Pacific Gas and Electric Co. (PG&E), San Diego Gas & Electric Co. (SDG&E) and Southern California Edison (SCE) have written a proposal to modernize California’s 25-year-old rooftop solar program to support customer equity and help continue California’s progress toward a clean energy future.
Recently submitted to the California Public Utilities Commission (CPUC), the joint proposal lays out a new approach for compensating future rooftop solar customers who export excess solar energy to the electric grid. This proposal would only apply to future, new rooftop solar customers, not current solar customers.
The heart of this modernization effort addresses an unfair and growing inequity stemming from earlier versions of the rooftop solar net energy metering (NEM) program. This cost shift leads to electricity customers without solar systems paying about $3 billion more annually in their electricity bills to subsidize existing rooftop solar customers. This represents each customer without solar paying as much as $240 extra every year – more for some customers with higher energy needs. The subsidy represents the costs of the electric grid that solar customers use, but for which they do not pay. Oftentimes, those left paying these higher costs are lower-income customers.
This proposal to modernize the 25-year-old NEM program would accomplish the following objectives:
-Ensure solar and non-solar customers using the grid pay their fair share for its costs
-Minimize any new, unnecessary bill increases for customers without solar, many of whom are lower-income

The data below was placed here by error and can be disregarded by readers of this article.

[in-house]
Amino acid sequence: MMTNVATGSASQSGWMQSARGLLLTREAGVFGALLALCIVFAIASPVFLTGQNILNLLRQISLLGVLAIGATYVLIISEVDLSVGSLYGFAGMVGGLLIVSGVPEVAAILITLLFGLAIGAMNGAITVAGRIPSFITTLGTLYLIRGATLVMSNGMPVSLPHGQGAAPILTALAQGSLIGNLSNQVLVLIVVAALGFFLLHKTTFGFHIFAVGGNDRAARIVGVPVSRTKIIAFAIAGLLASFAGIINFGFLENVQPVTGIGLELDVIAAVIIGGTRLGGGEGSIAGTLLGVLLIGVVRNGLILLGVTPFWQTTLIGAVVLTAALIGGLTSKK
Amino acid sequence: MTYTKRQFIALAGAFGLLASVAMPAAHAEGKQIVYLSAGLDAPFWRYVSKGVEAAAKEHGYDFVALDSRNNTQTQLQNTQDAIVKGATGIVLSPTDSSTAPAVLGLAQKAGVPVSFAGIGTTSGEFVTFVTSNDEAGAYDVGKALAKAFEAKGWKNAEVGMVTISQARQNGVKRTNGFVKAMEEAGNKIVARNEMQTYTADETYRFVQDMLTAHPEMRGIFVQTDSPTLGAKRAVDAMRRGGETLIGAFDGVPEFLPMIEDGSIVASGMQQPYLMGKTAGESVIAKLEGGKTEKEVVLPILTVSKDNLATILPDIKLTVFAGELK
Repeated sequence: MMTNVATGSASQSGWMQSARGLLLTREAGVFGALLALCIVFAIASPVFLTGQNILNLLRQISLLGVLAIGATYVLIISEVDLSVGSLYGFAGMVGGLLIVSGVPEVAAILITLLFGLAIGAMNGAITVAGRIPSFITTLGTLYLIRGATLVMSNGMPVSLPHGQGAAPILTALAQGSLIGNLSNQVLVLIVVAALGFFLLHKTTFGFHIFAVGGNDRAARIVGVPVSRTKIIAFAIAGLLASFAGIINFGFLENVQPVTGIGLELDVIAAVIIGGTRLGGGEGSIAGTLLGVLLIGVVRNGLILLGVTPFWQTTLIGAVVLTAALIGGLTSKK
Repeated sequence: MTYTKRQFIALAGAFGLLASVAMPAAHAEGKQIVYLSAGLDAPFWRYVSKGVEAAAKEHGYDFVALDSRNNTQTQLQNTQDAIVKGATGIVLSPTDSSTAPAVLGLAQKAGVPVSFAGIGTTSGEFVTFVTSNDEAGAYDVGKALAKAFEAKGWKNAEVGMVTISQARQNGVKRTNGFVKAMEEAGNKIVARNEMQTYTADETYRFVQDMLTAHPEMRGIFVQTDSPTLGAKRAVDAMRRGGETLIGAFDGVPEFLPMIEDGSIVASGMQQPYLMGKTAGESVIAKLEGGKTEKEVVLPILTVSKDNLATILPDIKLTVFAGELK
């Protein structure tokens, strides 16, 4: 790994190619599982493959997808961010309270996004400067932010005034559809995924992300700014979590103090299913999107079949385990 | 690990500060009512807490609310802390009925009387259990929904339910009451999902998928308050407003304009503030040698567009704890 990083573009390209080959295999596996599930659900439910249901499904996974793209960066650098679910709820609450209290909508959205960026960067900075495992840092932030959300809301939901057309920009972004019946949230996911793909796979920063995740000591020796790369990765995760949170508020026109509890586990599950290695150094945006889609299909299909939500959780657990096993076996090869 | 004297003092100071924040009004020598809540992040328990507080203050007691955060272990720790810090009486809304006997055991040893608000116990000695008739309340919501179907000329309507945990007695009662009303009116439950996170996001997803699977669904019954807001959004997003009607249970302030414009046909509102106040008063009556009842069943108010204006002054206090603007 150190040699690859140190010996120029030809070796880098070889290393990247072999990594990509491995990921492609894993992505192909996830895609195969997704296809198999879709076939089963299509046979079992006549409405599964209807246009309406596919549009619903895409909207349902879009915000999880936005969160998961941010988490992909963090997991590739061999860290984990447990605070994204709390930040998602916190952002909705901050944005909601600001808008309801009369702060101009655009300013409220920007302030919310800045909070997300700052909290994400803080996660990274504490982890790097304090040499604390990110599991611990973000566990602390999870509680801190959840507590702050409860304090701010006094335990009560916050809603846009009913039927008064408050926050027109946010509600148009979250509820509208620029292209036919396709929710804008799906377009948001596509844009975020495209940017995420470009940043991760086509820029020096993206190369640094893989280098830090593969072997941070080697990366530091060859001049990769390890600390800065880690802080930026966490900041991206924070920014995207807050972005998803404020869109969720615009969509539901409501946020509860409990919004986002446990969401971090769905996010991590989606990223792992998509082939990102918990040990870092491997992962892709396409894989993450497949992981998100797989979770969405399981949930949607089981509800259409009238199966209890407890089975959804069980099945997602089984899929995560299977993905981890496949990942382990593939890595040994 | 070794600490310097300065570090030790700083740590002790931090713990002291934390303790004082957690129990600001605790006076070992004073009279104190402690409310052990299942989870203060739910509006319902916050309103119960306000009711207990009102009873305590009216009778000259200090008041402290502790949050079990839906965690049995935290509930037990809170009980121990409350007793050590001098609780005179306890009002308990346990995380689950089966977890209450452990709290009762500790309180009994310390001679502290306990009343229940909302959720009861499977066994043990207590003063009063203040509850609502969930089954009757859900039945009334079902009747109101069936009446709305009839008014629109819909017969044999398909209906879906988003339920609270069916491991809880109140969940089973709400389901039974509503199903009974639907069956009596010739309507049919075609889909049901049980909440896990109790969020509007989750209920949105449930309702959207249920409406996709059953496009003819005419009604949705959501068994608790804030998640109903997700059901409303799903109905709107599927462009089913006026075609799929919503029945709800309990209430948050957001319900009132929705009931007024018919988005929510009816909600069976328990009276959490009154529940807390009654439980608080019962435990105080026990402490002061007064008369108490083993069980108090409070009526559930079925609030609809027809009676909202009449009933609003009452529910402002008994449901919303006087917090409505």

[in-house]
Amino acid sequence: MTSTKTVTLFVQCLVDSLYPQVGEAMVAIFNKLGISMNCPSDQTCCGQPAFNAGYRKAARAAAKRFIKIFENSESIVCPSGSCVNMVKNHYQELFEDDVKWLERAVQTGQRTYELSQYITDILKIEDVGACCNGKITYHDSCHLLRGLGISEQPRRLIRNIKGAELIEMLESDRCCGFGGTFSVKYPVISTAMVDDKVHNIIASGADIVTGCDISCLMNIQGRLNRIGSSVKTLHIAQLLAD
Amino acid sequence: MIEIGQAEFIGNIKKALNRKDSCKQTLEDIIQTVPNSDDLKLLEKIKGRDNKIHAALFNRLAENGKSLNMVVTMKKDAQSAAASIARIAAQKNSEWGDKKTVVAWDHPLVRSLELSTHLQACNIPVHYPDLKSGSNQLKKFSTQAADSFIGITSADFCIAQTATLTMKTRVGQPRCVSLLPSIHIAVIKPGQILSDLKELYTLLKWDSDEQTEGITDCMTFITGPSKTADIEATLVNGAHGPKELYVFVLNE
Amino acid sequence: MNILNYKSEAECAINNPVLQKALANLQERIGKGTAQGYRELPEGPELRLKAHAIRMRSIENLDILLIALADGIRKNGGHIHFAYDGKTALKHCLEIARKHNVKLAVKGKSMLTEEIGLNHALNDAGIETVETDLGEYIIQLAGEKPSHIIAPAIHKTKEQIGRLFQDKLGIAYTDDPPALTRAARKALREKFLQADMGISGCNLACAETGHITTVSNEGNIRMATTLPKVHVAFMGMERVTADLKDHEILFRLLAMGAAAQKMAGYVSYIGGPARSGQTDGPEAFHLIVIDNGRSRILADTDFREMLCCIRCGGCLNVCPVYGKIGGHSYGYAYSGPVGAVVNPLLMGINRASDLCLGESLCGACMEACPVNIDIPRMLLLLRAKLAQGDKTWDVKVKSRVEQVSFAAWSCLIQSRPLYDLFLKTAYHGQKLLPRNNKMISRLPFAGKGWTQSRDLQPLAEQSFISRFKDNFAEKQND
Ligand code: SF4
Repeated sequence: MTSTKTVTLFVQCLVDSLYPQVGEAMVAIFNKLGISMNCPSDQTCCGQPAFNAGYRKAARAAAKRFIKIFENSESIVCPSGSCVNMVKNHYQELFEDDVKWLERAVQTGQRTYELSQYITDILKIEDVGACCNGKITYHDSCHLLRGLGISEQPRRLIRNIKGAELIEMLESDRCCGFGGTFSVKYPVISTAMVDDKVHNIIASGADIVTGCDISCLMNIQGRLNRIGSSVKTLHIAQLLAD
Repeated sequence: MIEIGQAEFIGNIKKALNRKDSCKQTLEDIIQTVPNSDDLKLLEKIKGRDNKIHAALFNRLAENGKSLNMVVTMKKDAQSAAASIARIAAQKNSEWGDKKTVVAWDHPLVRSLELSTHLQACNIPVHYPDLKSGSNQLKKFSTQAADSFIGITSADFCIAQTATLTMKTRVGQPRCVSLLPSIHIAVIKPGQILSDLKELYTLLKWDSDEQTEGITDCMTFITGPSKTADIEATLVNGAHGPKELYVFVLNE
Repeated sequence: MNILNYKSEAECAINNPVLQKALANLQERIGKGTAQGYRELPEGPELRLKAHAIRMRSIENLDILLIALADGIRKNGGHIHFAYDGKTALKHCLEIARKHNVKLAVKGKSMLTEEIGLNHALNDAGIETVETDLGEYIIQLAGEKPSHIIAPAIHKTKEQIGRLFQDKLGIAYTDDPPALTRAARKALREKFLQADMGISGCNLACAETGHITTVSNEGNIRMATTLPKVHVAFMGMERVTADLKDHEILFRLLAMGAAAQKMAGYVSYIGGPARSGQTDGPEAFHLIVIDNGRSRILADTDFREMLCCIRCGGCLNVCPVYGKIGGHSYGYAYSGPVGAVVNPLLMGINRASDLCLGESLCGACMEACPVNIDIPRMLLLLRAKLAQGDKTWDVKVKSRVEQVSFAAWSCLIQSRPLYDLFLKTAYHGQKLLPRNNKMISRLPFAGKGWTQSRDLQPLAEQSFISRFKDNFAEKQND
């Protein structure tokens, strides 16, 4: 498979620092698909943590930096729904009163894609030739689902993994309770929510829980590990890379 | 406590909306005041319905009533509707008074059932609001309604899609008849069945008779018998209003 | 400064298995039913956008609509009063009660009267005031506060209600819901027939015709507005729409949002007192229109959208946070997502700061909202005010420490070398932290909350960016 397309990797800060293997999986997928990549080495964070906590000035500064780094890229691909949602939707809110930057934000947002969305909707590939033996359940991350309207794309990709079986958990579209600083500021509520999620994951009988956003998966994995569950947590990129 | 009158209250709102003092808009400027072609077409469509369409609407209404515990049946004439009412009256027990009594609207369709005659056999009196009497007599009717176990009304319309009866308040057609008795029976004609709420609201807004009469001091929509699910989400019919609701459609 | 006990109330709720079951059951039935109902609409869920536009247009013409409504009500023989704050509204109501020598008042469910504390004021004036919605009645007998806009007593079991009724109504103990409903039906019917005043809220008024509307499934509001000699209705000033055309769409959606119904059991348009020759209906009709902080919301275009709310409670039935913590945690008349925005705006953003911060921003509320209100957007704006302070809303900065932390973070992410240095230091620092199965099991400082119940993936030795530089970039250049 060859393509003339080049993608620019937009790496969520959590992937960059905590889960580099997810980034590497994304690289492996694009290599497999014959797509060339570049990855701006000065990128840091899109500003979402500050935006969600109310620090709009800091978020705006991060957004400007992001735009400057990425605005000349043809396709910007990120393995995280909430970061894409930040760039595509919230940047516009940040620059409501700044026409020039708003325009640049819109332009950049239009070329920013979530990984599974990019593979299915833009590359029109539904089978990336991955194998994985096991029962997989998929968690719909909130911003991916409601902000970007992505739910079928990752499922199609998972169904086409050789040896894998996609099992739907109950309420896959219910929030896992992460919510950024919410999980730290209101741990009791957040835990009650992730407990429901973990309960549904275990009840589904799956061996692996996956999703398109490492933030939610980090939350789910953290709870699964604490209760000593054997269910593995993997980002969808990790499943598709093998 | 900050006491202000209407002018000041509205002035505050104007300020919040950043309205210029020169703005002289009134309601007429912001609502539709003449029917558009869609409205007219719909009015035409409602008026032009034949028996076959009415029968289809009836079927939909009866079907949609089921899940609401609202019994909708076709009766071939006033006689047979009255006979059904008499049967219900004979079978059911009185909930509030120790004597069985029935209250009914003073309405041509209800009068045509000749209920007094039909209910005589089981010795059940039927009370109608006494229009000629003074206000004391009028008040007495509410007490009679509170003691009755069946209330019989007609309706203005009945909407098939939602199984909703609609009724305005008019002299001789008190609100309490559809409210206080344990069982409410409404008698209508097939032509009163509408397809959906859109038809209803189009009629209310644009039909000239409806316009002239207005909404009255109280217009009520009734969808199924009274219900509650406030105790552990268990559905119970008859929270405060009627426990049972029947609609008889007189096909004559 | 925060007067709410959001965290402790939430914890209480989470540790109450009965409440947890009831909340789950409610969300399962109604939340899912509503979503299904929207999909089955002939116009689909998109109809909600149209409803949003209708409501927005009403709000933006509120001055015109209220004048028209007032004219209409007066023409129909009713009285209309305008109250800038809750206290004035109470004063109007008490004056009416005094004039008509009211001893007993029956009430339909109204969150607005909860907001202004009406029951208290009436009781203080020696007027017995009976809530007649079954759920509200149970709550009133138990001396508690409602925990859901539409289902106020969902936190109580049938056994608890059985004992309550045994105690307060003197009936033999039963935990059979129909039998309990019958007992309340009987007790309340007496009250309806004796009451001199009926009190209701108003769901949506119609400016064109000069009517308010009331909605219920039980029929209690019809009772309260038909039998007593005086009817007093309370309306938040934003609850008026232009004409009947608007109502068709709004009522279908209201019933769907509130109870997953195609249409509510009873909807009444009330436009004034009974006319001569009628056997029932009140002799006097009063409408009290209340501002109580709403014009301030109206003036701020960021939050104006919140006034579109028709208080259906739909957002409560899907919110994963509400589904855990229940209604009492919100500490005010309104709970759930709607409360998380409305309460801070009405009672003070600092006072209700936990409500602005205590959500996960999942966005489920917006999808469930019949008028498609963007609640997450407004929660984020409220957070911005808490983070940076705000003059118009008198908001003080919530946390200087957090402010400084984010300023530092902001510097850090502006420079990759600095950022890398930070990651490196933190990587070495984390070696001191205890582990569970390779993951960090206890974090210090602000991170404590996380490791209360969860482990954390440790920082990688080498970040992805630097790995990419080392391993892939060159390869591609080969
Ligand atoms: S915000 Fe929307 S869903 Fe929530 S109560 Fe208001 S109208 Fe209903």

-Help California achieve its climate change and clean energy goals in a more cost-effective and equitable manner
-Update the current, outdated structure to align with today’s lower cost of solar energy and changing grid needs
The NEM program was established in 1995 to incentivize Californians to install rooftop solar panels to help jumpstart the solar industry, drive down costs and facilitate the transition to a clean energy future – and it worked. A customer’s rooftop solar equipment is connected to the electric grid. Solar customers use energy produced by their solar panels during the day when solar power is available and from the utilities at night or whenever their solar system is not generating enough power. Even when their solar panels produce energy, customers rely on the electric grid for power and for exporting their excess solar generation to the grid. Customers with both rooftop solar and battery storage systems are also connected to and rely upon the grid.
Rooftop solar customers receive a credit on their electric bills when their system generates more power than they need and that power is sent to the electric grid. The original goal of the credit was to help customers pay off their system over a reasonable period. Since the NEM program was established, solar costs have fallen dramatically. Customers are able to pay for their system in less than five years but continue to receive this subsidy for 20 years. The result of this high credit is that rooftop solar customers do not pay their full share for use of the grid that they rely on or for state-mandated, public policy programs that support energy efficiency or lower-income customers.